Raising fresh concerns about Facebook's privacy protection policies, a New York Times report has exposed how the social network allowed about 60 device makers, including Apple and Samsung, to access personal information of users and their friends.
Even before Facebook apps were widely available on smartphones, Facebook had data-sharing partnerships with the device makers, the report said citing company officials, adding that most of the deals remain in effect.
While the device partnerships allowed Facebook to expand its reach, it let the phone makers offer customers popular features of the social network, such as messaging, "like" buttons and address books.
The deals raise concerns about the company's privacy protections and compliance with a 2011 consent decree with the US Federal Trade Commission (FTC), The Times said.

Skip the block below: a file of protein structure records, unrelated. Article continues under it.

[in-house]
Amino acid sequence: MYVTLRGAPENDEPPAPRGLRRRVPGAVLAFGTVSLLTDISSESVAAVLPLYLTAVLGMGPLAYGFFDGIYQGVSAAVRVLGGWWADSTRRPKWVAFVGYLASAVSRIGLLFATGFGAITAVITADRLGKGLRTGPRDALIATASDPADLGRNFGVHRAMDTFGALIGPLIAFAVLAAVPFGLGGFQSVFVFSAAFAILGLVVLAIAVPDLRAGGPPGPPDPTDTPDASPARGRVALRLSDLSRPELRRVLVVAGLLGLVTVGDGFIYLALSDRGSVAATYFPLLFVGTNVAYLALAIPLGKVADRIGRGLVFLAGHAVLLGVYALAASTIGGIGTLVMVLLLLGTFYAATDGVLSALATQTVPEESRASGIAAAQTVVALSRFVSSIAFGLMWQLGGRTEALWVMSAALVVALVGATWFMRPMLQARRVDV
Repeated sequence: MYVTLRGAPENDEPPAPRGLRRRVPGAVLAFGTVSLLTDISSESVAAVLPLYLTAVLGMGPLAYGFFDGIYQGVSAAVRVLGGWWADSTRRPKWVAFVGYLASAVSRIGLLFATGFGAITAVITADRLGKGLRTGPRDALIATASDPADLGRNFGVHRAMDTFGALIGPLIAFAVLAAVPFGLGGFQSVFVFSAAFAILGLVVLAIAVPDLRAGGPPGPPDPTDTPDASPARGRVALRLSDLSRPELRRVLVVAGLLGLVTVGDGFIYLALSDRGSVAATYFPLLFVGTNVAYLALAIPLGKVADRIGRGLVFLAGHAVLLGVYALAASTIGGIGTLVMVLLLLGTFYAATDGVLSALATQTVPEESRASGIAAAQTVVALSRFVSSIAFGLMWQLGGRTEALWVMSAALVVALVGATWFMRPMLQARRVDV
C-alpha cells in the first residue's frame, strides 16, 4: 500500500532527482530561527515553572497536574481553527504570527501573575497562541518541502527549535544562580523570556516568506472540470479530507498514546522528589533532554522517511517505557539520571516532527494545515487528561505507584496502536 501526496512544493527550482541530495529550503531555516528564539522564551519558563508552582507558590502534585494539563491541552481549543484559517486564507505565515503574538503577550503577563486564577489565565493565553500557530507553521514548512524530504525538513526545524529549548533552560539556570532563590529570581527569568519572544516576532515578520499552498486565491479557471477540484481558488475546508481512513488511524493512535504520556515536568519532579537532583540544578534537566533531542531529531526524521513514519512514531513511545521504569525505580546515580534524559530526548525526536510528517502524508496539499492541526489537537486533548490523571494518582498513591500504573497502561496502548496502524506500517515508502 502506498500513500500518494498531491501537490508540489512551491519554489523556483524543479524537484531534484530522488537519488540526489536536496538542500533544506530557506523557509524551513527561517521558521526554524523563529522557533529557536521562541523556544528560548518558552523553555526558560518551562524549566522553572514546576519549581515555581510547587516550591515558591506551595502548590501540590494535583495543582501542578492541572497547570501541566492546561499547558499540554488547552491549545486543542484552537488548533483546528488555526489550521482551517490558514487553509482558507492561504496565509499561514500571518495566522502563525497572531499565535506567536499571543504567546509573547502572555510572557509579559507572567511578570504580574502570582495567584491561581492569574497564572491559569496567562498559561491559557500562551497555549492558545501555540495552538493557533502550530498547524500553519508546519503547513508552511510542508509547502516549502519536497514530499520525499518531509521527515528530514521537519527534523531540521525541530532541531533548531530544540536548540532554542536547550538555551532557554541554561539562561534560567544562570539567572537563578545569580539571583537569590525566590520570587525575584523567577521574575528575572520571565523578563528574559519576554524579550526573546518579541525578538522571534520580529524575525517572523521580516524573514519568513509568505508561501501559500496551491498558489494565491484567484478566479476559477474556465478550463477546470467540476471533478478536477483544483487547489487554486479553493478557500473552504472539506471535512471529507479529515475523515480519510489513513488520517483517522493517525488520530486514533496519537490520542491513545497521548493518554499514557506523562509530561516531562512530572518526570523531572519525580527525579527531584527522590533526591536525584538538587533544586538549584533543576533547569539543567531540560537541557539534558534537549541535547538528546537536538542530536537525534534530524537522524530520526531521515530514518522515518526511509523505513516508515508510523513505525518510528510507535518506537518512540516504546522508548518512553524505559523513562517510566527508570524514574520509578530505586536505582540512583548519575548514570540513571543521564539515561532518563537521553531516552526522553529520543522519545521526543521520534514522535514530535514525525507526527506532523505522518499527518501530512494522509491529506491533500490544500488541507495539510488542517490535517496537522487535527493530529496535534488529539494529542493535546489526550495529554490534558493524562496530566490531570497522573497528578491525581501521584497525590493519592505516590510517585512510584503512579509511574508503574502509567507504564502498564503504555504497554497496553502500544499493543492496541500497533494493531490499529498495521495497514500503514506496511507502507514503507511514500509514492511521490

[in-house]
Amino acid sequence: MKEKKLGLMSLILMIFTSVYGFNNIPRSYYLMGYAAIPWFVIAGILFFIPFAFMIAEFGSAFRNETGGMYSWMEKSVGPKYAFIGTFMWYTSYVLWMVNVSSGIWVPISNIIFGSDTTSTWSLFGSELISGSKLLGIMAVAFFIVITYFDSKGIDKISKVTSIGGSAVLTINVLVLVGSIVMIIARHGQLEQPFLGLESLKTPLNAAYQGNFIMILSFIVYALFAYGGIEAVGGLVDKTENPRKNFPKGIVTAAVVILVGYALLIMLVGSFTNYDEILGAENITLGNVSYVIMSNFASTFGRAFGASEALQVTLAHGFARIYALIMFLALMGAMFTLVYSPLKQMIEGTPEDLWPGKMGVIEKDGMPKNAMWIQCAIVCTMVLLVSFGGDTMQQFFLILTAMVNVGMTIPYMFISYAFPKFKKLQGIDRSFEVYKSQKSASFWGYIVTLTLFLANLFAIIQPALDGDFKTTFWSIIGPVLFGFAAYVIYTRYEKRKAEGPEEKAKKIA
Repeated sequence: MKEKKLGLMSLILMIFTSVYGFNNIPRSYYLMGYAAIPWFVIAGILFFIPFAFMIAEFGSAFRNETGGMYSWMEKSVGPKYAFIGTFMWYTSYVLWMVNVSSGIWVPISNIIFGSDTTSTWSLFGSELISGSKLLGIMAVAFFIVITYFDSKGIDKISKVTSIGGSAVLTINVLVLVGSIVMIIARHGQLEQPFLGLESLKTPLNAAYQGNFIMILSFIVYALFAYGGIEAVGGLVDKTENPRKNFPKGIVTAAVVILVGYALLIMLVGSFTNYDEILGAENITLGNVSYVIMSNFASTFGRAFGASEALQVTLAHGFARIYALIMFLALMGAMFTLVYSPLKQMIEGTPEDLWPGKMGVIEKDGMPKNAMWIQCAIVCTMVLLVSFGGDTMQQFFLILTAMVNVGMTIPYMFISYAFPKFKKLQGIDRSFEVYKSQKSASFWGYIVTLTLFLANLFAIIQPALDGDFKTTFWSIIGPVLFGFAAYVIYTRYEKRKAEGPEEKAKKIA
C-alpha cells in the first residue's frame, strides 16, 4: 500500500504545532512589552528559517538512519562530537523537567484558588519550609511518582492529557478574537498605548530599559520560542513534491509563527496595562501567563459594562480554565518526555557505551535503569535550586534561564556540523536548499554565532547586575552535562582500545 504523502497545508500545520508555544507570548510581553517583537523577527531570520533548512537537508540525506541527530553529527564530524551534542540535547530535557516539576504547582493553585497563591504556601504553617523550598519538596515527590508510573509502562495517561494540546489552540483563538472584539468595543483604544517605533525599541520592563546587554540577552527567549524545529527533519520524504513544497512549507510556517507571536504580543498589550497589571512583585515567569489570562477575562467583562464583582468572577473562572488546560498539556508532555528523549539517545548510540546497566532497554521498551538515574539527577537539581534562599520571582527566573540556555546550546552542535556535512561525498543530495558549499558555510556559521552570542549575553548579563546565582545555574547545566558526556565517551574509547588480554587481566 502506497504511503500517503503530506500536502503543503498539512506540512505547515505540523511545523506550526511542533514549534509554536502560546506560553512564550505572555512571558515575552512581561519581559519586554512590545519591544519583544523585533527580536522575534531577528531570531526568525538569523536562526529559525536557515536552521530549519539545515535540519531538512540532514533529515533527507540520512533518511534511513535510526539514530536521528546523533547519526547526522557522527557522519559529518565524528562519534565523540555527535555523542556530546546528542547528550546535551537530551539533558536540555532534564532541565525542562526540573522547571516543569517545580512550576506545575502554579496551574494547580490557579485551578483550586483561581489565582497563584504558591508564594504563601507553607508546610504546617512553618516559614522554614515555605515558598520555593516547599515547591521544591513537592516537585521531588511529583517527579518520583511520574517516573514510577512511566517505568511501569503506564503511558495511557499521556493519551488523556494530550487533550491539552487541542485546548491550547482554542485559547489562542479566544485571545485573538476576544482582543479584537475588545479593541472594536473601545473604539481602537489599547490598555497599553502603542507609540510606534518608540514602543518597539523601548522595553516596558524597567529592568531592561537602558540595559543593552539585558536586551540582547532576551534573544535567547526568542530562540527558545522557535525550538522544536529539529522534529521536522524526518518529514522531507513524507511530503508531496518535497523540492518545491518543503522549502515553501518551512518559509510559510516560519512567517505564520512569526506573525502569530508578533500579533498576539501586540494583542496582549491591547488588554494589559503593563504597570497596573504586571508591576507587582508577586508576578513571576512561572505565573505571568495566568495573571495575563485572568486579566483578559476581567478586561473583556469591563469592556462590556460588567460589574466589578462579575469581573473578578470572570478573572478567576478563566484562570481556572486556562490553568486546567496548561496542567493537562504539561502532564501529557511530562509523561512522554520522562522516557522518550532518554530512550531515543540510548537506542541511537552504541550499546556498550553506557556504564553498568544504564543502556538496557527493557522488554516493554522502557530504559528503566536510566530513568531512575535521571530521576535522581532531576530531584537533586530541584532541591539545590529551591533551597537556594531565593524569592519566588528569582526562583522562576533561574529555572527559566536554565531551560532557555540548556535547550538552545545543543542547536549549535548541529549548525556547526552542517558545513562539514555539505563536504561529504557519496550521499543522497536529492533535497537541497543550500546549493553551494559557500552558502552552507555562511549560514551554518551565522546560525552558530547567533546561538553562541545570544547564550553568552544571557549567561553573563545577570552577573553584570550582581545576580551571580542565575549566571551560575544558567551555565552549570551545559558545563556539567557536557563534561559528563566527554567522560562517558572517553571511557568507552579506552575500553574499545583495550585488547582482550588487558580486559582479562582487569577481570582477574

Facebook, which is already under scrutiny for misuse of millions of its users' data after the Cambridge Analytica data leak scandal became public, reportedly allowed the device companies access to the data of users' friends without their explicit consent.
While Facebook's leaders said that the kind of access exploited by the political consulting firm in 2014 was cut off by the next year as it prohibited developers from collecting information from users' friends.
But the company officials did not disclose that such restrictions were not applicable to makers of cellphones, tablets and other hardware, the report said.
However, Facebook officials denied the device partnerships violated its privacy policies, the FTC agreement and pledges to users.
They said its partnerships were governed by contracts that strictly limited use of the data, including any stored on partners' servers, adding that they knew of no cases where the information had been misused.
"These partnerships work very differently from the way in which app developers use our platform," Ime Archibong, a Facebook vice president was quoted as saying.